It’s easy to forget that Siemian has 30 career starts across eight NFL seasons, most of which were with the Broncos. Siemian has been a reliable game manager, but his accuracy issues have gotten him in trouble (he has a career completion percentage of 58.9). Siemian once started 14 games for Denver in 2016, leading them to eight wins and throwing for 3,401 yards with 18 touchdowns and 10 interceptions.

Siemian was selected in the seventh round of the 2015 draft.

Jamie Sabau/USA TODAY Sports


Kyle Allen, Bills

Allen is another experienced veteran quarterback with some success in the league. He’s best remembered for his four consecutive wins with the Panthers while filling in for the injured Cam Newton in 2019. But Allen, who has 19 career starts, ended that season on a six-game losing streak. 


Hendon Hooker, Lions

Hooker, a 2023 third-round pick, recently told reporters he’s ahead of schedule in his recovery from the torn ACL he sustained in November. Once Hooker gets cleared, he’ll likely be slotted as the backup for Jared Goff before possibly competing with the 28-year-old for the starting job next year. Detroit also has Nate Sudfeld on the roster.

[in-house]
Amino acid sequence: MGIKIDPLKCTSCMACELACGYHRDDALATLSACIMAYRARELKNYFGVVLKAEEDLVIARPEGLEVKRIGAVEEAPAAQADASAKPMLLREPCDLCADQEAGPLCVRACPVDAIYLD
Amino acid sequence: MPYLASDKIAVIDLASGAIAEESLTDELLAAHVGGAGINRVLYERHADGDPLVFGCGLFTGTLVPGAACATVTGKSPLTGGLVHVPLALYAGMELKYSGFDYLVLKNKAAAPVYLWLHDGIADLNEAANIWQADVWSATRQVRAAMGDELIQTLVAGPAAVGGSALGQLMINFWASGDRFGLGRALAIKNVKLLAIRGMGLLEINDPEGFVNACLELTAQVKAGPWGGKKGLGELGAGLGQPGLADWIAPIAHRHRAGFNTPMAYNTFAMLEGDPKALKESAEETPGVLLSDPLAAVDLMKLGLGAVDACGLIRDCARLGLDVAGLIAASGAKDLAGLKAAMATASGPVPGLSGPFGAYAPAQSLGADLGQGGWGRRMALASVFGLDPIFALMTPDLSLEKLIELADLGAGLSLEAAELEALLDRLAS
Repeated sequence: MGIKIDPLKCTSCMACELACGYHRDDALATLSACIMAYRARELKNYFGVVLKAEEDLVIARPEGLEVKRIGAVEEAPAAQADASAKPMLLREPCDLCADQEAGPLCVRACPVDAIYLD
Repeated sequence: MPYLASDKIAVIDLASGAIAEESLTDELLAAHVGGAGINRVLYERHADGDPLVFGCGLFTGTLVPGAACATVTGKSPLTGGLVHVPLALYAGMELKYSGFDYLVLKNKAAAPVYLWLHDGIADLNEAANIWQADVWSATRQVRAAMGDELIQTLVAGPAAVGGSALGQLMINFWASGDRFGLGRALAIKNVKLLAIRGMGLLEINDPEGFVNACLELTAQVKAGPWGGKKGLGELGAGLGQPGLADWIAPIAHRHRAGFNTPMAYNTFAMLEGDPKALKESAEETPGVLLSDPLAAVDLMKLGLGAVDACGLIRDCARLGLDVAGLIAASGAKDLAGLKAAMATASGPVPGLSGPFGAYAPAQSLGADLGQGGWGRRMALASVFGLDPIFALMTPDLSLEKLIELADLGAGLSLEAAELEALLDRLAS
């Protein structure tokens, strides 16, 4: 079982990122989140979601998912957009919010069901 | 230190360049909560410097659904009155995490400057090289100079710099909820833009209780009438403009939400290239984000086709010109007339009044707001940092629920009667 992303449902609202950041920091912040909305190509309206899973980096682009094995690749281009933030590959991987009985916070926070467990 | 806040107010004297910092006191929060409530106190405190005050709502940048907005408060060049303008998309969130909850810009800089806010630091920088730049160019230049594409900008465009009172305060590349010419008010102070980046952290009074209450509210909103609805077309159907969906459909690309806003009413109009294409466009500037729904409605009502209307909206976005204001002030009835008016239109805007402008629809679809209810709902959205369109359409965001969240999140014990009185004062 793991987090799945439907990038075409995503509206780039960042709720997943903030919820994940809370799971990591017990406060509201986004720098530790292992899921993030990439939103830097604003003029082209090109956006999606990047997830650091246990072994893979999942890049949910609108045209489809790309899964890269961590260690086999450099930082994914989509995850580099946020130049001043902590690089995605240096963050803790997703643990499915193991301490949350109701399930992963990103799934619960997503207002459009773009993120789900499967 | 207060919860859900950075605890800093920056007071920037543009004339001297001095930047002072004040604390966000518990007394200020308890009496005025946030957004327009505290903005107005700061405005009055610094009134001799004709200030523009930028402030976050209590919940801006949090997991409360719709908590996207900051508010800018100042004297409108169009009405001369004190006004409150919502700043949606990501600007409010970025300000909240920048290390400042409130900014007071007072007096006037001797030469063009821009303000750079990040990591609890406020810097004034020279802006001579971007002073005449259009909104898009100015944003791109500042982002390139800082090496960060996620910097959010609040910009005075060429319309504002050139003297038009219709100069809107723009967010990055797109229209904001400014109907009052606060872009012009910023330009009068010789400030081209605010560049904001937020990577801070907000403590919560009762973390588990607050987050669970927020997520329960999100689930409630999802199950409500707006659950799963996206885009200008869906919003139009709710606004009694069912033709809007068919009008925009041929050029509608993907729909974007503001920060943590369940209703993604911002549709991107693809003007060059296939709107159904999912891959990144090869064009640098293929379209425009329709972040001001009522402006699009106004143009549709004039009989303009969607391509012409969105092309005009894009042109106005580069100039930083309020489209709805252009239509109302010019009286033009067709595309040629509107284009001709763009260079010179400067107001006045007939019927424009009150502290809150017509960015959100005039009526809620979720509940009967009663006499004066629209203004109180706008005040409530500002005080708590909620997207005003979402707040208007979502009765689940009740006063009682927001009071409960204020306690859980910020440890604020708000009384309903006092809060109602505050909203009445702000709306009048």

Stetson Bennett, Rams

Many were surprised by the Rams’ drafting Bennett in the fourth round last month, but they needed a rookie quarterback who would quickly develop as a backup to Matthew Stafford. Bennett checked the boxes with age (25), experience (two-time national champion at Georgia) and familiarity (friend of Stafford’s). He’s technically a rookie, but Stetson fits the mold of a veteran QB.


Nick Mullens, Vikings

I’m quick to tell 49ers fans that I covered Mullens’s stellar starting debut at Levi’s Stadium in 2018, when he led the 49ers to a dominant victory over the Raiders on Thursday Night Football. The ’17 undrafted free agent was inconsistent the rest of the season for San Francisco, but he has a streaky side that could benefit the Vikings if they’re forced to use him in a game or two this season. 


Malik Willis, Titans

Willis had a rough rookie season and has now become the forgotten quarterback after the Titans drafted Levis in the second round. But he’s listed here over Levis after coach Mike Vrabel referred to Willis as Ryan Tannehill’s backup. Willis, a 2022 third-round pick, will get another shot to impress after three lackluster starts last year (50.8%, 276 yards, zero touchdowns and three interceptions). Perhaps Willis will be competing for more than a backup job if the team decides to cut Tannehill, which would create $27 million in cap savings after June 1.